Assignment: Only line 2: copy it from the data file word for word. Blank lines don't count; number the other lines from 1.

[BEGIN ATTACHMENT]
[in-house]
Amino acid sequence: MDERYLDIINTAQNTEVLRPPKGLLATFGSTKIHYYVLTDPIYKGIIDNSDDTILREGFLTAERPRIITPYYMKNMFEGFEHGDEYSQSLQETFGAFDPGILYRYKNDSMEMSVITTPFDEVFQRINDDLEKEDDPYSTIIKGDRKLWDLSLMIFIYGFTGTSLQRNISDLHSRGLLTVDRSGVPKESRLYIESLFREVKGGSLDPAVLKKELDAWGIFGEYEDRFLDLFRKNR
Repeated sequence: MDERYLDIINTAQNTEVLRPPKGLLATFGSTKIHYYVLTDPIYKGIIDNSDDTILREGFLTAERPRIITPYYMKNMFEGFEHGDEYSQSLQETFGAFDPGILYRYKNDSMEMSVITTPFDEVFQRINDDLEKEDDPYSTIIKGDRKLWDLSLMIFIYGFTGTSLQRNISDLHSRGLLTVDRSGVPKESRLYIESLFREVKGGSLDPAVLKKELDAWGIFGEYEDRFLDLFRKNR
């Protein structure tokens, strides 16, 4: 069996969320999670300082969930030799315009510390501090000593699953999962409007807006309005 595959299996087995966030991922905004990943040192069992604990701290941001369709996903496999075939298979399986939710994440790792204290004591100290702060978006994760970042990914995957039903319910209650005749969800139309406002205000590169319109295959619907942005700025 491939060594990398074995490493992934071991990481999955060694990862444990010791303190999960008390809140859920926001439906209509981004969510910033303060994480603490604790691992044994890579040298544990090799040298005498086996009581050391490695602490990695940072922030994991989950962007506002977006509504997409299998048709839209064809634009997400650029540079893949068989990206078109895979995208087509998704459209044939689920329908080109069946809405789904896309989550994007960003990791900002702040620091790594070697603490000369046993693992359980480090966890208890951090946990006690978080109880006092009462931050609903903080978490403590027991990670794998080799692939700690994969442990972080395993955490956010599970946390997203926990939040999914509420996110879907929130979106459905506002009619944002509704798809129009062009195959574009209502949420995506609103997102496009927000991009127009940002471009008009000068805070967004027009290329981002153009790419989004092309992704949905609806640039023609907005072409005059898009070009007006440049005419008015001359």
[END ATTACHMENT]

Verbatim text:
Amino acid sequence: MDERYLDIINTAQNTEVLRPPKGLLATFGSTKIHYYVLTDPIYKGIIDNSDDTILREGFLTAERPRIITPYYMKNMFEGFEHGDEYSQSLQETFGAFDPGILYRYKNDSMEMSVITTPFDEVFQRINDDLEKEDDPYSTIIKGDRKLWDLSLMIFIYGFTGTSLQRNISDLHSRGLLTVDRSGVPKESRLYIESLFREVKGGSLDPAVLKKELDAWGIFGEYEDRFLDLFRKNR